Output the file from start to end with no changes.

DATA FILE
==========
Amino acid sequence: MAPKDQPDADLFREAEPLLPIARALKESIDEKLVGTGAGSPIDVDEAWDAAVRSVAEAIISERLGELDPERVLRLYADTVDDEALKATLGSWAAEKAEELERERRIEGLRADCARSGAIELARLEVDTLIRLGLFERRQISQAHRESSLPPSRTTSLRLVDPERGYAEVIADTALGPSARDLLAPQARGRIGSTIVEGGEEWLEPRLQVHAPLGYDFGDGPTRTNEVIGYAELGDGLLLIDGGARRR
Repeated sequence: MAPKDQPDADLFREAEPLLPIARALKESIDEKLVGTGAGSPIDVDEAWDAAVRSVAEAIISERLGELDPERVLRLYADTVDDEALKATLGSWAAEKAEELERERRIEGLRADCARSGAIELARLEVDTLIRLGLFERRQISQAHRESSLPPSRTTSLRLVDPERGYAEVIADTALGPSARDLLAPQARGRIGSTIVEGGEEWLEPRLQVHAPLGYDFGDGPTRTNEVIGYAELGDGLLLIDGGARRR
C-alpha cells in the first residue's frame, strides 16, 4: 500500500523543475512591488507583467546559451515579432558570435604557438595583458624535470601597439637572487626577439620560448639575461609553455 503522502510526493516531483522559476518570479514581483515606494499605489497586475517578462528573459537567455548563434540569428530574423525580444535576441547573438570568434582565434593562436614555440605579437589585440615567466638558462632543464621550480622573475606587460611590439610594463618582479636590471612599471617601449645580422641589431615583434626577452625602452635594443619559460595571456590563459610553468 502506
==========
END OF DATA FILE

Amino acid sequence: MAPKDQPDADLFREAEPLLPIARALKESIDEKLVGTGAGSPIDVDEAWDAAVRSVAEAIISERLGELDPERVLRLYADTVDDEALKATLGSWAAEKAEELERERRIEGLRADCARSGAIELARLEVDTLIRLGLFERRQISQAHRESSLPPSRTTSLRLVDPERGYAEVIADTALGPSARDLLAPQARGRIGSTIVEGGEEWLEPRLQVHAPLGYDFGDGPTRTNEVIGYAELGDGLLLIDGGARRR
Repeated sequence: MAPKDQPDADLFREAEPLLPIARALKESIDEKLVGTGAGSPIDVDEAWDAAVRSVAEAIISERLGELDPERVLRLYADTVDDEALKATLGSWAAEKAEELERERRIEGLRADCARSGAIELARLEVDTLIRLGLFERRQISQAHRESSLPPSRTTSLRLVDPERGYAEVIADTALGPSARDLLAPQARGRIGSTIVEGGEEWLEPRLQVHAPLGYDFGDGPTRTNEVIGYAELGDGLLLIDGGARRR
C-alpha cells in the first residue's frame, strides 16, 4: 500500500523543475512591488507583467546559451515579432558570435604557438595583458624535470601597439637572487626577439620560448639575461609553455 503522502510526493516531483522559476518570479514581483515606494499605489497586475517578462528573459537567455548563434540569428530574423525580444535576441547573438570568434582565434593562436614555440605579437589585440615567466638558462632543464621550480622573475606587460611590439610594463618582479636590471612599471617601449645580422641589431615583434626577452625602452635594443619559460595571456590563459610553468 502506